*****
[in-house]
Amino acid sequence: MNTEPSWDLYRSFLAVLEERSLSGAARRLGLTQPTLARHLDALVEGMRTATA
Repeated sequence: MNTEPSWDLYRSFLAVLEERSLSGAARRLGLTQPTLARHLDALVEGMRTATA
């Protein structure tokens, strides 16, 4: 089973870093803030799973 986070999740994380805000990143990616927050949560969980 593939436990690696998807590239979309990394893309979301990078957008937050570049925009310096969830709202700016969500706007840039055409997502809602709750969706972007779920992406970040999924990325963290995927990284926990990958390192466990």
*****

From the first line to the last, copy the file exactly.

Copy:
[in-house]
Amino acid sequence: MNTEPSWDLYRSFLAVLEERSLSGAARRLGLTQPTLARHLDALVEGMRTATA
Repeated sequence: MNTEPSWDLYRSFLAVLEERSLSGAARRLGLTQPTLARHLDALVEGMRTATA
């Protein structure tokens, strides 16, 4: 089973870093803030799973 986070999740994380805000990143990616927050949560969980 593939436990690696998807590239979309990394893309979301990078957008937050570049925009310096969830709202700016969500706007840039055409997502809602709750969706972007779920992406970040999924990325963290995927990284926990990958390192466990």